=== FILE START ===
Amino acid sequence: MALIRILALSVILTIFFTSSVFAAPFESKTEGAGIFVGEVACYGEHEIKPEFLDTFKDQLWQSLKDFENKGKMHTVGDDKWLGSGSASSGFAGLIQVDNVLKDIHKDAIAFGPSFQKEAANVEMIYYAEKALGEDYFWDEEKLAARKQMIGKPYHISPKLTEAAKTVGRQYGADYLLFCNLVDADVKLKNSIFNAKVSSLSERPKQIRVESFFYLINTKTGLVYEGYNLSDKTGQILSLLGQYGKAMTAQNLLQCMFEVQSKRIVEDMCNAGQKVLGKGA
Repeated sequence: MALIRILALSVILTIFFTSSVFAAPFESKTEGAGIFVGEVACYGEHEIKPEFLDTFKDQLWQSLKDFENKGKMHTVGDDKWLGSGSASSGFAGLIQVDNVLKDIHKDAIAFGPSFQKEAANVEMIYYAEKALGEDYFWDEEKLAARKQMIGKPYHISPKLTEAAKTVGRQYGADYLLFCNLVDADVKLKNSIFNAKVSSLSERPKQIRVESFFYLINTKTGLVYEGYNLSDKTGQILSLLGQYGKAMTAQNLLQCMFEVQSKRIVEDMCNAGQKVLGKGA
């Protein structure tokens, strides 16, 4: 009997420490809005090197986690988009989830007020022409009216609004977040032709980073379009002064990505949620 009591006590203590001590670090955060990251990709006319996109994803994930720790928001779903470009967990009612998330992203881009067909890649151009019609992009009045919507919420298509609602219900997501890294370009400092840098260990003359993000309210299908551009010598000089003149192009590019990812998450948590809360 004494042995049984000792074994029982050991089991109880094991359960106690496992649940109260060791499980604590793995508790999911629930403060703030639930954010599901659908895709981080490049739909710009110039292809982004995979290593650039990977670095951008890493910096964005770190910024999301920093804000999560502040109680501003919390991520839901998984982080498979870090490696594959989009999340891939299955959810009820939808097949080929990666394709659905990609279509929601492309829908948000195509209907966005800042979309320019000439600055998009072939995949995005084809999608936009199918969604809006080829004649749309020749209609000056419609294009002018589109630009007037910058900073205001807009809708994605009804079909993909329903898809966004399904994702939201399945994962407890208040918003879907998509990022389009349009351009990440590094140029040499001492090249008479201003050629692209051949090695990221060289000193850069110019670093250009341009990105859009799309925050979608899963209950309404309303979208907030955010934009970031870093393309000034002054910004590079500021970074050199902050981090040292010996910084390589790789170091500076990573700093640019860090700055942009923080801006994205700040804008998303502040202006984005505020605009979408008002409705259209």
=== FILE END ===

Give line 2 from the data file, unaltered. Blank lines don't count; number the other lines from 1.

Repeated sequence: MALIRILALSVILTIFFTSSVFAAPFESKTEGAGIFVGEVACYGEHEIKPEFLDTFKDQLWQSLKDFENKGKMHTVGDDKWLGSGSASSGFAGLIQVDNVLKDIHKDAIAFGPSFQKEAANVEMIYYAEKALGEDYFWDEEKLAARKQMIGKPYHISPKLTEAAKTVGRQYGADYLLFCNLVDADVKLKNSIFNAKVSSLSERPKQIRVESFFYLINTKTGLVYEGYNLSDKTGQILSLLGQYGKAMTAQNLLQCMFEVQSKRIVEDMCNAGQKVLGKGA